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Doody's Review ServiceReviewer: Carole A. Kenner, PhD, RN, FAAN (Council of International Neonatal Nurses)
Description: This book focuses on physical assessment in a succinct, stepwise manner. Illustrations accompany the text to guide readers through the assessment process.
Purpose: The purpose is to present a quick format to perform and evaluate findings from a physical assessment. Accompanying the steps are icons to indicate age-related or ethnic differences as well as emergency situations. These worthy objectives are met.
Audience: The book is written for student nurses and practicing nurses who need a refresher for the physical assessment process.
Features: The first sections present subjective and objective assessment including a family history, genogram, and nutritional assessment. The book then moves into a systems approach covering each body system. The use of icons to highlight critical points of the assessment, such as age differences, along with easy to follow charts that outline abnormal findings and potential reasons are excellent teaching strategies. These also make the book easy to use in a clinical setting. The appendixes include laboratory values and resources for health professionals or patients and their families who need more information. The accompanying illustrations make it even more appealing to the student or novice who is not sure how to proceed with the assessment.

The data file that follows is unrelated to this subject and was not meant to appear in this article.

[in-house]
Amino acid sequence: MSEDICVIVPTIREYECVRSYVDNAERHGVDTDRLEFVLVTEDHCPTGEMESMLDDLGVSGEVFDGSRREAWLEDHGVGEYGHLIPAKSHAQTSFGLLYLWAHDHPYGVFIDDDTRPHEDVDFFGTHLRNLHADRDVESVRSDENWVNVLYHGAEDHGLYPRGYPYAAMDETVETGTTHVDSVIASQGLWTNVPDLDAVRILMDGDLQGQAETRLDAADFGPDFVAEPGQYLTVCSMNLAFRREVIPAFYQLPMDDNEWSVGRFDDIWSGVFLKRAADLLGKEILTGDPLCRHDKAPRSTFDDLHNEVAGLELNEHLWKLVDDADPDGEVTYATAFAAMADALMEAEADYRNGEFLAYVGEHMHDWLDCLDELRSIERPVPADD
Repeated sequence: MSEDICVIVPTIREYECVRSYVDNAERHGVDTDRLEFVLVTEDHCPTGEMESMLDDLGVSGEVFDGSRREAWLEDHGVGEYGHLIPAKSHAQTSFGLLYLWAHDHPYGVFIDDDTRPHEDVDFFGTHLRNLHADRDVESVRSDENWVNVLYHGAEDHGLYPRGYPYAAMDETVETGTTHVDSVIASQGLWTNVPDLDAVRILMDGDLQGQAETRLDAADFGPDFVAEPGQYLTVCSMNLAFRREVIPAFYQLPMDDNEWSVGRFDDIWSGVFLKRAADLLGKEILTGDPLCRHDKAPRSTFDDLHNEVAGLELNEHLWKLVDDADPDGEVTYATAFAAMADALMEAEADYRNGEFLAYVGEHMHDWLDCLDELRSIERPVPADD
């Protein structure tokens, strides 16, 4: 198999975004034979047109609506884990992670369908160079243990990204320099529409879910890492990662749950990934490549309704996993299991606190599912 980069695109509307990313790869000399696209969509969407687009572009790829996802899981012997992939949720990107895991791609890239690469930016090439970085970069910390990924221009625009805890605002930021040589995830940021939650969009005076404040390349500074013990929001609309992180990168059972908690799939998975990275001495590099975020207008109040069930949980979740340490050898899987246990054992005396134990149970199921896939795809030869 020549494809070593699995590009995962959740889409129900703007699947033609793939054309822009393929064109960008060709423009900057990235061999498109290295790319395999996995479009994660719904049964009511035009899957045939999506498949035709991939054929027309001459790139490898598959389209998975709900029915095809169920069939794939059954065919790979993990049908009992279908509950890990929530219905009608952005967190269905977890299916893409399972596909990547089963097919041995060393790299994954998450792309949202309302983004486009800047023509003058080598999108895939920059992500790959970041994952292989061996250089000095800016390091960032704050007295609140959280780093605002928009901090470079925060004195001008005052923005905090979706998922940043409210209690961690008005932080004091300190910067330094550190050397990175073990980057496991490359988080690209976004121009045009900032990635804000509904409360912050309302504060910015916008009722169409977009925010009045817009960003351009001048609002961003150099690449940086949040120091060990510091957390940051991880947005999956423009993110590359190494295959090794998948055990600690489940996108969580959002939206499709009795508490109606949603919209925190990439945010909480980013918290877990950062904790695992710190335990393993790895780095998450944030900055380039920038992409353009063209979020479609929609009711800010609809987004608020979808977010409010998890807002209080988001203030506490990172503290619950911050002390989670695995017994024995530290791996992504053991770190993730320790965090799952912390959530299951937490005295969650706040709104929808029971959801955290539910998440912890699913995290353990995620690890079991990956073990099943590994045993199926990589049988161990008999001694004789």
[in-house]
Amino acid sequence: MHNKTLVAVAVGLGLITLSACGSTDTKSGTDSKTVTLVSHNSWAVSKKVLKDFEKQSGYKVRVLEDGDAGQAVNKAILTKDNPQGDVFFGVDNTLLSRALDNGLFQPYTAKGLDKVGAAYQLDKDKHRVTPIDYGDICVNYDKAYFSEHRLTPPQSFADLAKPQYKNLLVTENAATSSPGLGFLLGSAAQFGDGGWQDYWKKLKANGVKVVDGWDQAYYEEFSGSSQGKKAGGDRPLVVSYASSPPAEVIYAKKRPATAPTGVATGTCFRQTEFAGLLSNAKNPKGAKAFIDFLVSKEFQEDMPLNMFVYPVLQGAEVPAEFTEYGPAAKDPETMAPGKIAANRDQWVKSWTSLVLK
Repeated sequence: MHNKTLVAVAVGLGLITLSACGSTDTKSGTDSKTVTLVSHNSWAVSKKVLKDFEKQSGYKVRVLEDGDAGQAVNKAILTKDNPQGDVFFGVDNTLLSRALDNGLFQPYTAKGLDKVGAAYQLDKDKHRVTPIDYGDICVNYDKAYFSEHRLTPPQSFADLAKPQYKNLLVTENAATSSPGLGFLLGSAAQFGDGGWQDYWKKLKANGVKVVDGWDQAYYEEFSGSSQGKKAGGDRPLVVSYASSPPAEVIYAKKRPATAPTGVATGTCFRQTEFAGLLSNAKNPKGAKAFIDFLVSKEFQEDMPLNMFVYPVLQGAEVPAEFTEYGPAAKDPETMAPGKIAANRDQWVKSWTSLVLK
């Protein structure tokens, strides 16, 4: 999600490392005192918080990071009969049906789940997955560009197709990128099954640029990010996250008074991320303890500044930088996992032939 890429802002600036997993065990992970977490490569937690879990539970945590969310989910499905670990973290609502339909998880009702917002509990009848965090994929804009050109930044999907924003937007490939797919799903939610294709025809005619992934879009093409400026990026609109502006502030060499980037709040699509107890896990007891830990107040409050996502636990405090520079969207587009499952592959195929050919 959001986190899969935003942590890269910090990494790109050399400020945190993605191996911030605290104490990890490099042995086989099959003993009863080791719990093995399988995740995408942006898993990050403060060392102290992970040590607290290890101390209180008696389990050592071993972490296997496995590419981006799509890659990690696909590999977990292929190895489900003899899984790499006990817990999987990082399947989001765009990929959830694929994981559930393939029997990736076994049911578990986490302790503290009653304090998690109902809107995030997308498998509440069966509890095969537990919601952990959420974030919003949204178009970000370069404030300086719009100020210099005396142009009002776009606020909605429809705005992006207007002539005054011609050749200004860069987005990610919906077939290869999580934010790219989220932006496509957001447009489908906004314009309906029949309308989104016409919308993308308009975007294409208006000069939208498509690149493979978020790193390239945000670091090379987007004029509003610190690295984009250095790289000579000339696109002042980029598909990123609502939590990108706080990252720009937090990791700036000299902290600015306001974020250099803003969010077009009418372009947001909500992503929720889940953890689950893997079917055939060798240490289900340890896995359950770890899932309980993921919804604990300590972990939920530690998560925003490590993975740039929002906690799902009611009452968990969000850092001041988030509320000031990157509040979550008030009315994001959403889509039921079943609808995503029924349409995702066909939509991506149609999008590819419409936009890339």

Assessment: Jarvis's Physical Examination and Health Assessment, 4th edition (Elsevier, 2004) is good for students, but not as easy to use as a quick guide in a clinical setting. Bates' Pocket Guide to Physical Examination and History Taking, 3rd edition, by Bickley and Hoekelman (Lippincott Williams & Wilkins, 2000), is not as complete with age specific differences as this book.